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How do you use Pex in Visual Studio? Your Input Is Needed! RRS feed

  • General discussion

  • In continuation of our previous thread about licensing questions (http://social.msdn.microsoft.com/Forums/en-US/pex/thread/52763686-3eb6-47cf-950d-21b2baa07423), we would like to get some input from everyone how you are using Pex, and how you would like to use it.

    Please copy&paste and fill out the questions below.

    1. Are you using Pex already? A) From Visual Studio, B) the command-line, C) other, D) no
    2. Which version of Visual Studio are you using? A) Professional, B) Team System, C) other
    3. How many people are in your team?
    4. Do you write A) Parameterized Unit Tests (PUTs), or B) only use the Wizard-generated PUT stubs?

    Any other comments are appreciated as well, about the license terms, or required Visual Studio versions.

    Thanks,
    Your Pex team
    Tuesday, September 8, 2009 11:05 PM

All replies

  • Visual Studio
    2008 Professional
    Uno
    Usually use NUnit.
    Had used PEX briefly before. Was trying to use it again. Overall, I like the idea - although It really seems like there could be a window (tabbed document similar to a code window or a form designer window)  that serves as a home page for your test projects.

    The overall experience however has been quite poor for what I'm trying to accomplish.
    My first attempt to create a PEX test failed with the error of (too long a filename) - I clicked the "Submit to Microsoft" in the dialog and this errored with a "Permission denied" and popped up an alert box stating to manually e-mail the error to "email address goes here". I Click okay, The dialog box showing the error message details disappears.

    Second attempt to create the project was successful and after what I thought was a few tad winded dialogs I had something going. However it failed because the class that I was trying to generate tests for was a generic and it did not bother to prompt me whether i wished to provide types for the generic parameters.

    In this case that is forgiveable, for the only reason being that in this case I am abusing generic types, however I still think that this is something PEX should support.
    So i went to my class which inherits from the generic class and i right clicked on it and chose "create pex test stubs".
    Well it seemed like it did stuff but it errored with the EXACT same error above. So apparently it was getting stuck on the prior creation and everything else was hanging up.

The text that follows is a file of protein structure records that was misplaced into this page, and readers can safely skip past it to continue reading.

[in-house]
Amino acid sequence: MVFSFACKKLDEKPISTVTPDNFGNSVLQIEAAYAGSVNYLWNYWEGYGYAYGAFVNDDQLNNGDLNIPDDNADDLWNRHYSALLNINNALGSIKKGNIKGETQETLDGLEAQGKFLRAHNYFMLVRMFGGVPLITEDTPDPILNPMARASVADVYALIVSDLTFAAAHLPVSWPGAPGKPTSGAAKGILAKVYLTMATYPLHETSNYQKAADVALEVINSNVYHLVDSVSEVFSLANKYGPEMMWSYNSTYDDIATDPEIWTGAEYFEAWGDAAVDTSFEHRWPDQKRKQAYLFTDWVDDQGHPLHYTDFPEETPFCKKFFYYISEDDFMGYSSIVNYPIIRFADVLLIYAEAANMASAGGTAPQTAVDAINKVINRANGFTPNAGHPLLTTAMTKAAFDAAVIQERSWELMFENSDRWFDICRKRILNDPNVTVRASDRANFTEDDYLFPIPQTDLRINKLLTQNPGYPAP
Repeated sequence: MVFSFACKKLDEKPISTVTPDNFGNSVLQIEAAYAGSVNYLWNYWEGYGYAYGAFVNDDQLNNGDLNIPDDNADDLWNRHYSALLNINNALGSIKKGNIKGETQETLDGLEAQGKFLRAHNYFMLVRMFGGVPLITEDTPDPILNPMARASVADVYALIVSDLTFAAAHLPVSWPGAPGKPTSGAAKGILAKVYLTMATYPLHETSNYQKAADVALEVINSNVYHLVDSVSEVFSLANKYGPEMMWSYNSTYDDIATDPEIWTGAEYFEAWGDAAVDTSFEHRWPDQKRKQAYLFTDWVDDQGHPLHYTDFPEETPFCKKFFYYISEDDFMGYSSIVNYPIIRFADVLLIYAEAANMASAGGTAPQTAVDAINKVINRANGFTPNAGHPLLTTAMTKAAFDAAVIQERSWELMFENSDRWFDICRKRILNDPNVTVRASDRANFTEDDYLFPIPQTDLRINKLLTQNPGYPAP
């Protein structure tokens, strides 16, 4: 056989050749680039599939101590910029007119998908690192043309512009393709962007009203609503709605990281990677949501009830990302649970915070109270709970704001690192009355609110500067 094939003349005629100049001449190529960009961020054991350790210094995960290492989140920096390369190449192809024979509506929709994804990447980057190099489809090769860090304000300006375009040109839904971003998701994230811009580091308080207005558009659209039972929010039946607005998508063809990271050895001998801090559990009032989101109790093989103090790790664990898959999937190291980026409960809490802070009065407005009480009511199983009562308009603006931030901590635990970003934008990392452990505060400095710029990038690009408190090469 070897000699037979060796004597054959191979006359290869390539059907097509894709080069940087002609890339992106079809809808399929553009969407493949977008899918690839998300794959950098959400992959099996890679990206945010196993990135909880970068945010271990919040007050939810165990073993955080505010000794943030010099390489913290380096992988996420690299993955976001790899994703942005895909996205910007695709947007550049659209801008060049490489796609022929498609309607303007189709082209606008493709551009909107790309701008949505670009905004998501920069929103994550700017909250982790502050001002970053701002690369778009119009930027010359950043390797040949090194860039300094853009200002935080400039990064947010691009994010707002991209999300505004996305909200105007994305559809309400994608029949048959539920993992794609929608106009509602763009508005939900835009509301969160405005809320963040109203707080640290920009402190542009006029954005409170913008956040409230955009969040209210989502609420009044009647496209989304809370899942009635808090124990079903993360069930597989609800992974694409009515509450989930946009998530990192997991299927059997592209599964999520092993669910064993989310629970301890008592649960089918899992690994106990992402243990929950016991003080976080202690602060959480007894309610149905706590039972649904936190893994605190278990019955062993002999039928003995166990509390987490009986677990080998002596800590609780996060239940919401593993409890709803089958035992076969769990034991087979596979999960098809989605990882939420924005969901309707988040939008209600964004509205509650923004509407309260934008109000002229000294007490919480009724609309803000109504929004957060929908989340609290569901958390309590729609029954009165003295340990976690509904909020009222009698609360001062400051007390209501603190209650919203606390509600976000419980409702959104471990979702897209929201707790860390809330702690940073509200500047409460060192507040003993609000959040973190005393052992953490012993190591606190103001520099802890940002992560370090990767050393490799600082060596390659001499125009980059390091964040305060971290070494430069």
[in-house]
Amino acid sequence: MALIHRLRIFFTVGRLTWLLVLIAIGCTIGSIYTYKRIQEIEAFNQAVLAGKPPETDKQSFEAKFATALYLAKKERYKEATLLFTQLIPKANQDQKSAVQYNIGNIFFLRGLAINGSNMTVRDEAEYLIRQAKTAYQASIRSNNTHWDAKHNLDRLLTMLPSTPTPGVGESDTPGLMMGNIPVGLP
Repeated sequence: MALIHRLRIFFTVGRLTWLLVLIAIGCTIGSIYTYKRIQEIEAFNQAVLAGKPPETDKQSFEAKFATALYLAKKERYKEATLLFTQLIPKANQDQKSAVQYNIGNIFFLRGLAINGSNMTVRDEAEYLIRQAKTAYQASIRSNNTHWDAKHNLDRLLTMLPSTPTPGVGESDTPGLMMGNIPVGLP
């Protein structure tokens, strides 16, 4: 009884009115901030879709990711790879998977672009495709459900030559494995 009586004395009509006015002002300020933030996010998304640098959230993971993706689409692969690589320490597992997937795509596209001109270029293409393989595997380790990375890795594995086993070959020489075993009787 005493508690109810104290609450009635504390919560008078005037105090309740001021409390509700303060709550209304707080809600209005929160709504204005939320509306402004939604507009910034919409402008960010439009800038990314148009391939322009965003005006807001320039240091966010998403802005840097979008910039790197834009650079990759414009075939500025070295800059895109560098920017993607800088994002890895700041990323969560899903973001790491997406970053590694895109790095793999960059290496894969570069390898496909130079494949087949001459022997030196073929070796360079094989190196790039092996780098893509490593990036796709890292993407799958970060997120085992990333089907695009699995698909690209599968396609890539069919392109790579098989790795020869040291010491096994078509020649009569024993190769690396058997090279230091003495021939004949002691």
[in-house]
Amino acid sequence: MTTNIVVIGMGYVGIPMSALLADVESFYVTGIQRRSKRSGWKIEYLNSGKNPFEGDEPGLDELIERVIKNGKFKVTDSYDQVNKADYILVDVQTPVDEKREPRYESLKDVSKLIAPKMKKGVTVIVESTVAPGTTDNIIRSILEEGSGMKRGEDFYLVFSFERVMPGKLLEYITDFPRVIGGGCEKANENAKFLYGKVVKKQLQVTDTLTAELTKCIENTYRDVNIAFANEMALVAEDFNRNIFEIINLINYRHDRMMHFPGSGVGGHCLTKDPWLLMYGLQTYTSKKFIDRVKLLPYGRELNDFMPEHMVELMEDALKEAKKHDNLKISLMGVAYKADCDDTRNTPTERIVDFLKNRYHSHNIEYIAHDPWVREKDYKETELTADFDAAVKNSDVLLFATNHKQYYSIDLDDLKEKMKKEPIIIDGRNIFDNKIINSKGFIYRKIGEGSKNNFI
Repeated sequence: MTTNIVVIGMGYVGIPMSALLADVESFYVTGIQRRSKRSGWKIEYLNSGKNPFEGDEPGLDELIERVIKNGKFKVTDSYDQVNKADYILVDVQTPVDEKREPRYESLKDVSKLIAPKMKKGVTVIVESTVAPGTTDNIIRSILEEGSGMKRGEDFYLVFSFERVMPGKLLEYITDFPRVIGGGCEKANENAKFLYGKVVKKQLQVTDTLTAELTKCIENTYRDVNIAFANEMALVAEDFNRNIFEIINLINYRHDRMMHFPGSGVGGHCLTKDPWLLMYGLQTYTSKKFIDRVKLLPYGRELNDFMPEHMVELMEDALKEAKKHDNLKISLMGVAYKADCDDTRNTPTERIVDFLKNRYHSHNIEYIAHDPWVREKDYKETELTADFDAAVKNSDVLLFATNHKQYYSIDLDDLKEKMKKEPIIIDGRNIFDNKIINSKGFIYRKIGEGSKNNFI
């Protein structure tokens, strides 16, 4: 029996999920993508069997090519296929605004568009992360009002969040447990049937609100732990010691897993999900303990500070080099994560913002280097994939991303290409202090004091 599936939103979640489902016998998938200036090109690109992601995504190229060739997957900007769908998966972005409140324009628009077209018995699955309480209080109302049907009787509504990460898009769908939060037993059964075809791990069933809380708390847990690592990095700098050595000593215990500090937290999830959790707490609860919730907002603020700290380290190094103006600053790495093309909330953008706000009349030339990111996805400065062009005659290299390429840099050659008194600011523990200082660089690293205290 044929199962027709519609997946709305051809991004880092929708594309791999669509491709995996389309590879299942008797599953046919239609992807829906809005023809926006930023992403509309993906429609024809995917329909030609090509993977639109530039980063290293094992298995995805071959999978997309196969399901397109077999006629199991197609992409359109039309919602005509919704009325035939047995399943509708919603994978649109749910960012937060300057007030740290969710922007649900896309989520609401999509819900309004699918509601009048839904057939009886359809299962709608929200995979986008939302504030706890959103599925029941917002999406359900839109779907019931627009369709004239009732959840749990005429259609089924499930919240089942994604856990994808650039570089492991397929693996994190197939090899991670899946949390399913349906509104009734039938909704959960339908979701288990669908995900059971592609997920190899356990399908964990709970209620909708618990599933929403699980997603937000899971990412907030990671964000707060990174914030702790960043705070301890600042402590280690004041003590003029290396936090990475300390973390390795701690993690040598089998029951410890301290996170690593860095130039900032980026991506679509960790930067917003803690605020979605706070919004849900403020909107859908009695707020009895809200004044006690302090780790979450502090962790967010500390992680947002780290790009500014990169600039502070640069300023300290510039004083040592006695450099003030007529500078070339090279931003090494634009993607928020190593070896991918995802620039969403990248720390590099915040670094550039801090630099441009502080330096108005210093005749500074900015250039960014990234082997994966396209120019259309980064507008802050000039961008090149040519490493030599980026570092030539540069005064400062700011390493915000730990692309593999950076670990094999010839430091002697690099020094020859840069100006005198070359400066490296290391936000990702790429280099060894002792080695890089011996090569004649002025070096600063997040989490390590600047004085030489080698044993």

After trying a few more things i finally gave up, deleted the project, then decided maybe i should give it a clean start. So I recreated the project, this time no IO Path too long exception.  I went straight to the inherited class and created my tests. It created the test methods

    However it only generated tests for methods that were implemented in the. My immediate thought was right click in the PEX explorer on the class and look for an option to test base inherited methods. No go.

    It seems that any attempt to re-update PEX stubs or generate new PEX stubs for other classes results in another project created every single time. Right now I have about 5 test projects after deleting another 4-6 prior

    On top of that, after finding the "Generate tests for inherited members" hidden in the settings, removing all method name filters, getting a 7th test project, looking at the methods generated - it did not find any of the inherited methods

    I'm running Visual Studio 2008 service pack 1 with .net 3.5 SP1 (all latest and greatest updates) and I would like to know whether this is "expected behavior"

    To my way of thinking you should associate a single project with a single PEX Test project. Choosing to create  PEX stubs in a class you've prior created test stubs should not request for a new PEX project like it is. It should update the existing test.
    Same with adding new classes within the same project.

    To my way of thinking the "Settings" that hides the option to "Generate tests for inherited members" should be more visible.

    As for moving forward, assuming that there is some weird bug with my version of visual studio